SAN FRANCISCO (CN) - The latest version of an open meetings rule for Judicial Council advisory committees further narrows the committee meetings open to the press and public, after an earlier version was criticized by press and open government groups for its many exemptions to the open meeting requirement.
The new language lists seven "rules committees" as exempt from open meeting requirements.
The accompanying comment said the rules committee focus on legislation, rules and standards that require "a complex exchange of views" that might be misunderstood or subject judges to disqualification.
The committees considered "rules committees" are actually titled as "advisory" committees for appellates, civil, criminal, family, probate and traffic law. The internal "Rules and Projects" committee is also declared exempt.
Two additional advisory groups on jury instructions, as well as the internal committee on litigation, can also close their doors, under the latest version of the open committee rule.
The explanation says they discuss topics that judges cannot talk about in public because of "ethical standards governing the judiciary."
The new version of the rule also says any meetings that involve a recommendation that the Judical Council spend public funds will be open.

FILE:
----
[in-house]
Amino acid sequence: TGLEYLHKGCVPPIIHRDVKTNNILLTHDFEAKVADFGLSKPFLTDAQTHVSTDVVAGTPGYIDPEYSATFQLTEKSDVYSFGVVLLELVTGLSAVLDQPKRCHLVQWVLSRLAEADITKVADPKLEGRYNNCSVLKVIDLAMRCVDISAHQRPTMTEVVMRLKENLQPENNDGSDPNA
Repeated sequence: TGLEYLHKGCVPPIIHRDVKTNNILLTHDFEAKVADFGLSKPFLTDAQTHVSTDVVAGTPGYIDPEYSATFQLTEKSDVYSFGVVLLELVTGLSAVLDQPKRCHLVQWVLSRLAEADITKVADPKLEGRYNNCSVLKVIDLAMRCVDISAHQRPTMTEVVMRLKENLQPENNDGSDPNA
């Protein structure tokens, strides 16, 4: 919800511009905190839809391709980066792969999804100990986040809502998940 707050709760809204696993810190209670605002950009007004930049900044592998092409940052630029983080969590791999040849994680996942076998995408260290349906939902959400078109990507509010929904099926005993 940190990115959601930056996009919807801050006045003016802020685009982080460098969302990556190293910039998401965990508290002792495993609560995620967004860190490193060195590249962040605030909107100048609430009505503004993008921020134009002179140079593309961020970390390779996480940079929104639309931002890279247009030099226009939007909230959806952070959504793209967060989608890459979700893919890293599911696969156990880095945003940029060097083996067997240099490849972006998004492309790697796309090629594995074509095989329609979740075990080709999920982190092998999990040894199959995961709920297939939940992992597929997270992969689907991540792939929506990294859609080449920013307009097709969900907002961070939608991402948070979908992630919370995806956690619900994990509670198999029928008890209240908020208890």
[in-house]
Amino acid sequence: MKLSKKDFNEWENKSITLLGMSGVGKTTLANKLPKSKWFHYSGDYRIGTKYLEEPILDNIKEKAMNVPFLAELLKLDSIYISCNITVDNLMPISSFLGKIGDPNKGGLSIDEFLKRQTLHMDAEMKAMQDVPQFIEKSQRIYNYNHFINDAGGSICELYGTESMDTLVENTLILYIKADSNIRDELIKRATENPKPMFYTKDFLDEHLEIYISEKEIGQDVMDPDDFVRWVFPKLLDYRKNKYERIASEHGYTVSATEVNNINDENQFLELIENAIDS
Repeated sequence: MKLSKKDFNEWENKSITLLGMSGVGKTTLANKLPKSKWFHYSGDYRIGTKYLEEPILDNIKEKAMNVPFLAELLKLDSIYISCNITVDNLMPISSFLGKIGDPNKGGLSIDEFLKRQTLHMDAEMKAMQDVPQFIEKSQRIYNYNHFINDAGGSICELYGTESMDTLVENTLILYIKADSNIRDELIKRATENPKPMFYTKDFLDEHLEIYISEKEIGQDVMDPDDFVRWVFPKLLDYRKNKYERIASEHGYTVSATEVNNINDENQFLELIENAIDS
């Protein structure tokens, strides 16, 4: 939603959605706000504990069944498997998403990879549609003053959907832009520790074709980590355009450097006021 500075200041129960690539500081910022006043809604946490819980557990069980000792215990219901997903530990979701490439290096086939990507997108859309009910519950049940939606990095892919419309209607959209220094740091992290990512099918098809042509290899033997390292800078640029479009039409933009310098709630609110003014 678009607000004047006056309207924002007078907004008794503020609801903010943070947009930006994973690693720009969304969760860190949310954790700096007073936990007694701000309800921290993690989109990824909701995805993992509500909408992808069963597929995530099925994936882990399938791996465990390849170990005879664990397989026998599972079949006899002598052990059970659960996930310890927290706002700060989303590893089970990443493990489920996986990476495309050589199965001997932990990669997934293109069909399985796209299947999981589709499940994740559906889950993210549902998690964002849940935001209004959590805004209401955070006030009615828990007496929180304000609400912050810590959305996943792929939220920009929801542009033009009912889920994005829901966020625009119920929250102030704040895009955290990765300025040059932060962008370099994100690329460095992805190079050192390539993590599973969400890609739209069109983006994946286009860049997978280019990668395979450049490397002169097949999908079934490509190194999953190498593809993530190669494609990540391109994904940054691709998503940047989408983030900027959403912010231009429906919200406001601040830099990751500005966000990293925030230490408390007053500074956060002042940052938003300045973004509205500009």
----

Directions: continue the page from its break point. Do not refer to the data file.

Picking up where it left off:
And it still includes a deep and broad list of exemptions that allow a committee to go into secret session. the exemptions have been narrowed from the original 17.
Some are combined, and others were scratched altogether, such as an exemption for discussions on topics that are not going into a report for the council, member training and allegations of professional misconduct.
The new language also attempts to explain the exemptions and provide examples. Under trade secrets, for instance, it says, the Technology Committee could meet in a closed session to discuss a vendor proposal or watch a vendor demonstration for a computer project.
The public has until Feb. 7, 2014 to comment on the rule, which will take effect July 1.Follow @MariaDinzeo
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